Width of narrower debit spread - debit paid
A broken wing butterfly will show losses at expiration when:
How max loss is calculated in a long symmetrical butterfly spread:
Debit paid + commissions (if the spread is completely ITM or OTM)
Max loss calculation for broken wing butterfly spreads is one of either:
Width of credit spread - width of narrow debit spread - credit received
Width of credit spread - width of narrow debit spread + debit paid
The breakeven on a broken wing butterfly is slightly wider than a regular butterfly strategy, because we’re collecting a credit instead of paying a debit, and that credit collection helps us offset our breakeven price past our short strike.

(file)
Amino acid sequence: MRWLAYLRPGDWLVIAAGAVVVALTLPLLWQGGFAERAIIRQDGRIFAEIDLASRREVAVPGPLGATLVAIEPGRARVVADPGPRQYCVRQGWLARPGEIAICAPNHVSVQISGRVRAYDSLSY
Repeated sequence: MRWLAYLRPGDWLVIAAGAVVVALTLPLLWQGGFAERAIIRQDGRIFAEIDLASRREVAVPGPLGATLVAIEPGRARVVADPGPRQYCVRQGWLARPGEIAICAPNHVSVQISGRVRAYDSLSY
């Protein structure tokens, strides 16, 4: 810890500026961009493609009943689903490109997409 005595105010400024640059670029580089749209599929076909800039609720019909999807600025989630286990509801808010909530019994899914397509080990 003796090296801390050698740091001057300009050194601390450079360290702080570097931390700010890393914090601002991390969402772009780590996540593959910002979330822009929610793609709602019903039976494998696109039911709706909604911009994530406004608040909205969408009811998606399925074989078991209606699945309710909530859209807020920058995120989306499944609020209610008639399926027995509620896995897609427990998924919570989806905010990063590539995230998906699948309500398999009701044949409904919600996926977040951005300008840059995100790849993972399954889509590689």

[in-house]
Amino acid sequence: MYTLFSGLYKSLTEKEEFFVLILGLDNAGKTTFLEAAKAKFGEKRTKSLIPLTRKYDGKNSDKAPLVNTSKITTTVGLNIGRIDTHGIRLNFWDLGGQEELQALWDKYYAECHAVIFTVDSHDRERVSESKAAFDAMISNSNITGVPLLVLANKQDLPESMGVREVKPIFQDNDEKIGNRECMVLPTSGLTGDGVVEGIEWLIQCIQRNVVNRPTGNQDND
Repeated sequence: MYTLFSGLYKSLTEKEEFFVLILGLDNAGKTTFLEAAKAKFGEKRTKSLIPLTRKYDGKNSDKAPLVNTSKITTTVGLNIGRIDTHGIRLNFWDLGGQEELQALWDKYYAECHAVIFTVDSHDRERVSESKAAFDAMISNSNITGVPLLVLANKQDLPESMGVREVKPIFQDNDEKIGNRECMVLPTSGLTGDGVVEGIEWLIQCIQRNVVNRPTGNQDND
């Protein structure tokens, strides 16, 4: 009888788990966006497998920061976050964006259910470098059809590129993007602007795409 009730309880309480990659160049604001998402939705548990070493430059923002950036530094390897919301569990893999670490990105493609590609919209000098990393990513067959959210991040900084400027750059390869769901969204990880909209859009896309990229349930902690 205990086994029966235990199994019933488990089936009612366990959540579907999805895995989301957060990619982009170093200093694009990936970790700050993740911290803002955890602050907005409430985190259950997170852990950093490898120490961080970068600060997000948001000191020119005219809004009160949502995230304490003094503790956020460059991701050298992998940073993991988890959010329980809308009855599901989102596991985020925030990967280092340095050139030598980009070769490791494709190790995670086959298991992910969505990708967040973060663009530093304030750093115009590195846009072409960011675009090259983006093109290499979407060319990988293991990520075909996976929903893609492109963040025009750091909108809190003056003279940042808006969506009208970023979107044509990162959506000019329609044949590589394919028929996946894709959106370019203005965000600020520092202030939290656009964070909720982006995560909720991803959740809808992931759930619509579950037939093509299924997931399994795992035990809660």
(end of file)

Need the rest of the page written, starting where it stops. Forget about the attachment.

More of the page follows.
(Short strike + width of narrower debit spread) + credit received
Upside: (short strike + width of narrower debit spread) - debit paid
Downside: lower long call strike + debit paid
(Short strike - width of narrower debit spread) - credit received
Upside: higher long put strike - debit paid
Downside: (short strike - width of narrower debit spread) + debit paid
To manage or defend a broken wing butterfly, we typically separate the long and short spreads. If the trade goes against you, there are a few defensive tactics you can try out:
Yes, you can let the butterfly spread expire, especially if the spread is far OTM at expiration. If your butterfly wing spread goes against you, then you have the option of closing the long spread aspect of the trade for max value, and potentially roll the remaining short spread out in time if you can do so for a credit. If your butterfly spread is partially ITM, we look to close the position instead of holding it through expiration so that we don’t end up with unwanted shares in the next trading session.